University of Vermont Extension 
Department of Plant and Soil Science

Anytime News Article


SHRUBS FOR SHADE

Dr. Leonard Perry, Extension Professor
University of Vermont
 
 
Many of us have at least some, if not most, of our landscape in shade.  Although perennials are most often thought of for shady sites, there are some good shrub choices as well.  Rhododendrons and azaleas are most often thought of for a shade garden, but other hardy shrub choices include daphne, Caroline allspice, drooping leucothoe, dwarf fothergilla, mountain laurel, mountain pieris, redvein enkianthus, Virginia sweetspire, and witch hazel.

Caroline allspice (Calycanthus floridus) is native to the southeastern U.S. so is hardy only to USDA zone 5 (-10 to –20F average minimum) where it can reach about eight feet high and wide.  It will tolerate full sun to part shade, and moist soils to some drought once established.    The main attractions are the yellow fall color, and the reddish brown flowers in late spring with a scent of strawberries. ‘Athens’ and ‘Michael Lindsey’ are two cultivars (cultivated varieties) you might look for.

Daphne (Daphne burkwoodii) is most often seen as the cultivar (cultivated variety) ‘Carol Mackii’.  Although often short lived (five to ten years), its creamy-margined leaves brighten up part shade and its sweetly scented flowers are effective near patios and windows.  It reaches two to three feet high and wide, and is effective in masses. Daphne needs a moist, but well-drained soil in USDA zone 4 or warmer (-20 to –30F average minimum).
 
Redvein enkianthus (Enkianthus campanulatus) is named for the red veins in the urn-shaped flowers which are otherwise creamy with reddish tips.  These hang in clusters in spring from ends of branches where the leaves are clustered as well.  Plants can reach six to ten feet high and a bit less wide.  ‘Red Bells’ is a cultivar with more red in flowers and in the bright fall colors.  Consider this shrub if you live in USDA zone 5 or warmer.

Dwarf fothergilla (Fothergilla gardenii) is a multi-stemmed shrub two to three feet high, with deep green leaves in summer which turn reds to yellows in fall. Slightly fragrant bottlebrush flowers appear before leaves in spring.  This plant forms a nice thicket in masses in moist, well-drained soils in USDA zone 5 and warmer. ‘Appalachia’ is a slightly shorter cultivar.

Witch hazel (Hamamelis) has several species and cultivars which reach six to ten feet.  They are noted for their late winter yellow, strap-like and scented flowers and yellowish fall color.  These prefer moist, acid, and well-drained soils but will tolerate poor soils.  Plants are more dense in sun, more open in part shade.  While ‘Pallida’ with pale yellow flowers is marginally hardy in USDA zone 5, others such as ‘Arnold Promise’ with gold flowers, ‘Diane’ with russet red flowers, and ‘Jelena’ with copper flowers should be hardy to zone 5.

Virginia sweetspire (Itea virginica) is named from the spires, up to six inches long, of sweetly-scented white flowers in late spring to early summer.  This species is found in the south, where it is native, along ponds which indicates it can take periodic flooding even though it prefers well-drained soils.  Tolerating part shade, the fall colors are brighter in full sun.  It can reach eight feet tall, but usually the species and cultivars are three to four feet high.  Marginally hardy in USDA zone 5, the cultivars ‘Henry’s Garnet’ with wine red fall leaves, and ‘Morton’ with scarlet fall leaves are slightly more hardy.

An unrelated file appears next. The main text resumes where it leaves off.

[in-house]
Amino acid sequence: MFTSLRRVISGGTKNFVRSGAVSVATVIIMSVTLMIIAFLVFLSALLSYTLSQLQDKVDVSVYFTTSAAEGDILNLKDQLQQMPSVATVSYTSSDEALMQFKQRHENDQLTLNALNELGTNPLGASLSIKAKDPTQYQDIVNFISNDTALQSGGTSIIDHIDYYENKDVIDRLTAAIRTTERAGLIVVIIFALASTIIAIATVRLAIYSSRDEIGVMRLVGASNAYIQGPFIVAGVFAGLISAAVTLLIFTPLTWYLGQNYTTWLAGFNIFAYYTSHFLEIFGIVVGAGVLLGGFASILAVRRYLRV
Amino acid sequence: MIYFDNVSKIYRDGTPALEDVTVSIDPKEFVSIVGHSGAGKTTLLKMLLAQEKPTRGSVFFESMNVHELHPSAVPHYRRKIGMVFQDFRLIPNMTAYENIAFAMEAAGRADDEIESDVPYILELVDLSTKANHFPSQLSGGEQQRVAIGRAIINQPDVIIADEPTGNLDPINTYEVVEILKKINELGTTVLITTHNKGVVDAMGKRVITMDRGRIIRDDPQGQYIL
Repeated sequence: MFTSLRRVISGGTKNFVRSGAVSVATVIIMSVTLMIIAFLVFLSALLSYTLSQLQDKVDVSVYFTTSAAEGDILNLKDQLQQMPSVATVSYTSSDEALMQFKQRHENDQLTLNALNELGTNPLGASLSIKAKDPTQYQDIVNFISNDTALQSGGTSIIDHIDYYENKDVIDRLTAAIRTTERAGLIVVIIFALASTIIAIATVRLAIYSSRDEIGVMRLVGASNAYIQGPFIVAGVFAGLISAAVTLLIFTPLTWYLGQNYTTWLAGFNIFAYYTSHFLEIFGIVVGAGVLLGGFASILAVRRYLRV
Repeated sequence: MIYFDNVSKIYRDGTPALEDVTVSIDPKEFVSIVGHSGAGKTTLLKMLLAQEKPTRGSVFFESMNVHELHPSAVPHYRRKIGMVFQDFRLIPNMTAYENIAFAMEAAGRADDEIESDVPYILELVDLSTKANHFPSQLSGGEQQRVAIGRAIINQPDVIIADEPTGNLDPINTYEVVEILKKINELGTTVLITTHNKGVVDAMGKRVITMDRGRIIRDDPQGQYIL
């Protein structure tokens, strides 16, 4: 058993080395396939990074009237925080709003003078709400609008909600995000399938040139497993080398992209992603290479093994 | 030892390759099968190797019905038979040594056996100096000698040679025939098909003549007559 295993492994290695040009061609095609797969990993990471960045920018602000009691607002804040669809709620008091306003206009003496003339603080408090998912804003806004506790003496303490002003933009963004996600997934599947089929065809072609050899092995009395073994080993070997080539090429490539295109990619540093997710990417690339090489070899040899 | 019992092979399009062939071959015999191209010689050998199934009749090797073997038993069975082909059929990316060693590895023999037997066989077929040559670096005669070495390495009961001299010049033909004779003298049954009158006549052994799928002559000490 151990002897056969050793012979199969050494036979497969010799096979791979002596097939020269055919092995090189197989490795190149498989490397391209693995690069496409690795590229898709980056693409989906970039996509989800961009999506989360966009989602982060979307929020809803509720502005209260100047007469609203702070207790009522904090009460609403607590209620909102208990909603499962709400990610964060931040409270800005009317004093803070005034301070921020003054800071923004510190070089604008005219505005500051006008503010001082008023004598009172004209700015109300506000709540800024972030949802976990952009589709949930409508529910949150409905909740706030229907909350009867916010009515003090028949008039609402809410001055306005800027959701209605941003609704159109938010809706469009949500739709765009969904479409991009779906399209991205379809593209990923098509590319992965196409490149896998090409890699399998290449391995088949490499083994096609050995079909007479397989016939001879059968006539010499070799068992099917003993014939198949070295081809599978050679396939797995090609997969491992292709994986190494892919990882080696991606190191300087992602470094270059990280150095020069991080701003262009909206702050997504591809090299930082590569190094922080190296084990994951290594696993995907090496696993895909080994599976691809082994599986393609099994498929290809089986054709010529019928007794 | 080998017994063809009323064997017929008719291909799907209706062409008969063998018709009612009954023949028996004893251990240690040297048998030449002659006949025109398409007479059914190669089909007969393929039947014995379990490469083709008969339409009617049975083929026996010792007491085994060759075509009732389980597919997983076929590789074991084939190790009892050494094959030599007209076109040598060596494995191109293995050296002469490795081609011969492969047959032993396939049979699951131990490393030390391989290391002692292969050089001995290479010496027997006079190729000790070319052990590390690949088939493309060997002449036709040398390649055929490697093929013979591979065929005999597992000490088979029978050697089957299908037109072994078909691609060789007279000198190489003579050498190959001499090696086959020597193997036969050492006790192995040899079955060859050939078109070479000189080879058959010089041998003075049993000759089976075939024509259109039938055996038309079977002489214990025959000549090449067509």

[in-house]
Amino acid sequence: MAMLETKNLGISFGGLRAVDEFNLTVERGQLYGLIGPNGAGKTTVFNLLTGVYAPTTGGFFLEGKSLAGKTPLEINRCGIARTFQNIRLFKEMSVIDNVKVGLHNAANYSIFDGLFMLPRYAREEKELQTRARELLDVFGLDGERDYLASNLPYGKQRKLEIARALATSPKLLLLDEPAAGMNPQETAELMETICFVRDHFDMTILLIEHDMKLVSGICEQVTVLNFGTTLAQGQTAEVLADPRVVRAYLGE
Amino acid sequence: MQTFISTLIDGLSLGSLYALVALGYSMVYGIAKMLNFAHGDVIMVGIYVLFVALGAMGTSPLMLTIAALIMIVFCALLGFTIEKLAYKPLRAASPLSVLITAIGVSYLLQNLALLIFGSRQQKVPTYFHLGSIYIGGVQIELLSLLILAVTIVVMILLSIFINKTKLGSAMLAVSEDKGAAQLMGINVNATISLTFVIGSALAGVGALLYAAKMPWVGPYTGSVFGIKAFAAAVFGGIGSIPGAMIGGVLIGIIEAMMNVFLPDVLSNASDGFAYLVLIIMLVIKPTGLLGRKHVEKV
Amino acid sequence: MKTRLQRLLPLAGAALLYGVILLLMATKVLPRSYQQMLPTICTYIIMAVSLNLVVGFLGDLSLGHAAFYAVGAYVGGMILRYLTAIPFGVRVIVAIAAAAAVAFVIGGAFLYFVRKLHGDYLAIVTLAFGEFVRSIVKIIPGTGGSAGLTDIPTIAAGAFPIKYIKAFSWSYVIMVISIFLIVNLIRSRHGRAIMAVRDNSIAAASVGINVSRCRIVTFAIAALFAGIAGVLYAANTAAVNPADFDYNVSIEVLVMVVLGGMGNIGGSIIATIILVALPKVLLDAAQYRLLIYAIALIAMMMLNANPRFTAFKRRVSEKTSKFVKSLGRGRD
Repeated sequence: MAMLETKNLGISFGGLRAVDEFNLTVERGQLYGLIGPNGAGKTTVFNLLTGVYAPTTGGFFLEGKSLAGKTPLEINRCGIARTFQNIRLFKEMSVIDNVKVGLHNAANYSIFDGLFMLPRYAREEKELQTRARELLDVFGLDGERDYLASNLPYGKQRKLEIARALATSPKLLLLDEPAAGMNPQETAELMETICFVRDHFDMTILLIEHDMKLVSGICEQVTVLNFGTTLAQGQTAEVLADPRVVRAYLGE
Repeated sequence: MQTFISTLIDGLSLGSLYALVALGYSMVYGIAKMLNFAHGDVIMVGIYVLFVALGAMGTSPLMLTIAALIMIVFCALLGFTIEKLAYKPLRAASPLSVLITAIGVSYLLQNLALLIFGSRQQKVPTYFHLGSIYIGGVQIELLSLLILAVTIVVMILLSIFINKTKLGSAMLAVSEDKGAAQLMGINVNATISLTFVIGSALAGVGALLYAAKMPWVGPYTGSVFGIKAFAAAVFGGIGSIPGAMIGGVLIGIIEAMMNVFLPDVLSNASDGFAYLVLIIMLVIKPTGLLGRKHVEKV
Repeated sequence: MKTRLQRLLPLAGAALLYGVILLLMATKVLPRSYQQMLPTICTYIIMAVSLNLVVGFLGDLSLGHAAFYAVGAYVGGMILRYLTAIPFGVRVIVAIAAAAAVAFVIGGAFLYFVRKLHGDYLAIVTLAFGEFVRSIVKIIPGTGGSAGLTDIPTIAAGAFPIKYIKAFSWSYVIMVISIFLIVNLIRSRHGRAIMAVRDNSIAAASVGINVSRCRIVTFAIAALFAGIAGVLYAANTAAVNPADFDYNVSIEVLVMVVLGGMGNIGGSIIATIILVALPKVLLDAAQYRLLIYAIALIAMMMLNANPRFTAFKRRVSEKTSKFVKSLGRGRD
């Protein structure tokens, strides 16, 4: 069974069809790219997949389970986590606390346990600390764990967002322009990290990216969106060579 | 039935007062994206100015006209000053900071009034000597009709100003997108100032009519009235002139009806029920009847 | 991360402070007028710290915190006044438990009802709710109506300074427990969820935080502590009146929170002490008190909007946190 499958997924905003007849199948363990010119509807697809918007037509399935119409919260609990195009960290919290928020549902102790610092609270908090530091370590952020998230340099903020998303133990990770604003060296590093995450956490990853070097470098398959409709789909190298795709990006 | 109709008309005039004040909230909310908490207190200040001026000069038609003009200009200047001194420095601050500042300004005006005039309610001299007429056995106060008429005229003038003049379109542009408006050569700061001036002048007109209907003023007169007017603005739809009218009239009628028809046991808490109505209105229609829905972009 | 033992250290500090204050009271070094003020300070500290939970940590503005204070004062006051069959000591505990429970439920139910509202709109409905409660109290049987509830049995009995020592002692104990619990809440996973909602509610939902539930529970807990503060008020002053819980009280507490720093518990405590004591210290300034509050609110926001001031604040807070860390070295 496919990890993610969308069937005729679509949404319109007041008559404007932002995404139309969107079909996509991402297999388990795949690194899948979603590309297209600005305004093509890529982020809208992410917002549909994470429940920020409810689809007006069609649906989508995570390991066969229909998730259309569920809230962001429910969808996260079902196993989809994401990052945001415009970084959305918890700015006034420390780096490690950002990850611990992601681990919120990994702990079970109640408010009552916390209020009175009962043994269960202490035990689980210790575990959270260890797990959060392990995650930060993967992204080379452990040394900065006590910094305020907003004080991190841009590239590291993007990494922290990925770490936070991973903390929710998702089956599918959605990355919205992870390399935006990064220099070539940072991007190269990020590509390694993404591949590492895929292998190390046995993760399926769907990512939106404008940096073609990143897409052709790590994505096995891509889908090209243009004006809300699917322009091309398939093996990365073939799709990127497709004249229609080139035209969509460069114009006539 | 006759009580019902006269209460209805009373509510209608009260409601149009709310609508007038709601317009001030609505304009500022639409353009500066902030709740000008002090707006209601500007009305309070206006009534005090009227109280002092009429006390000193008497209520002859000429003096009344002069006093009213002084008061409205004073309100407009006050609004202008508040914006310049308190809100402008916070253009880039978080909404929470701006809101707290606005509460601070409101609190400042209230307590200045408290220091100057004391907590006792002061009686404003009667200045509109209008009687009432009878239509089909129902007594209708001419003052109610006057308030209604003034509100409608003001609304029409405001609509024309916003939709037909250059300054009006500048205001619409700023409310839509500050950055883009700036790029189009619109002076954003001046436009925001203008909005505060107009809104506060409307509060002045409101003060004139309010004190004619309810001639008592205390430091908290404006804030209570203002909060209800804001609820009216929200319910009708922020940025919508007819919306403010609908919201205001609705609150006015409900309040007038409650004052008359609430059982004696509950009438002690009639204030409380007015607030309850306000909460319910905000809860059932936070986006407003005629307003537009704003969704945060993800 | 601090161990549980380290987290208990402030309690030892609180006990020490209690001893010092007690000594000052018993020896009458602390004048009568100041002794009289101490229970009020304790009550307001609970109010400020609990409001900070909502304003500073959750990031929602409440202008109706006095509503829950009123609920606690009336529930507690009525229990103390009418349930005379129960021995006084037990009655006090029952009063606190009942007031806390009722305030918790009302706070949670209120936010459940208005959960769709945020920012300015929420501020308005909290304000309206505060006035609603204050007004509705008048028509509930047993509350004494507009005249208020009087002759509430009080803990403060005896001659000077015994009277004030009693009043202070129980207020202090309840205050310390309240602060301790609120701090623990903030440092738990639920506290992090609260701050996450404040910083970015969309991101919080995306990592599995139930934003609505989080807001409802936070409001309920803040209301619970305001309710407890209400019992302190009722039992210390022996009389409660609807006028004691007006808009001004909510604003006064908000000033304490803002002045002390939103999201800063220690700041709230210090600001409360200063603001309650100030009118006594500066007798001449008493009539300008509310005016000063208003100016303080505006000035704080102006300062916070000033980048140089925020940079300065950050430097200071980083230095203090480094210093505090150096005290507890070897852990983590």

Mountain laurel (Kalmia latifolia) is an evergreen shrub from the eastern U.S. which can reach 8 to 15 feet high and wide, but generally is a bit less. Depending on cultivar and location, you may see flowers in late spring to mid summer.  These are the main attraction, found in clusters near branch tips.  White to pink in nature, flowers in the many cultivars may also have reds and combinations of bud and flower colors. This evergreen needs protection from winter winds, and from reflected light if in full sun.  Dappled shade is best, as is an acid, well-drained soil.  The species and cultivars may be marginally hardy in USDA zone 4.

Drooping leucothoe (Leucothoe fontanesiana) has arching stems about three feet high and six feet wide.  It is attractive at woodland edges in part shade with its dark green pointed evergreen leaves, and white urn-shaped flowers drooping along stems. Plant where this species can grow naturally with no pruning, where it is protected from winter winds which cause leaves to brown, and in acid soils. The species, the shorter cultivar ‘Nana’, and the variegated ‘Girard’s Rainbow’ all are hardy to USDA zone 5.

Mountain pieris (Pieris japonica) is an evergreen shrub that may be hardy to USDA zone 4 (floribunda) or zone 5 (japonica). While the former is native to the southeastern U.S., most cultivars are of the latter species.  Clusters of white, scented flowers in spring resemble lilies-of –the-valley.  These plants prefer part shade, but tolerate some sun.  They prefer moist, well-drained, acid soils but will tolerate some alkalinity (higher pH).  Most reach about three to five feet high and wide.  Some of the cultivars to look for include the dwarf ‘Cavatine’, ‘Dorothy Wyckoff’ with rosy winter buds opening light pink, ‘Mountain Fire’ with bright red new growth, the pink flowered ‘Valley Valentine’, and the dwarf ‘Prelude’ with pink buds opening white.
 

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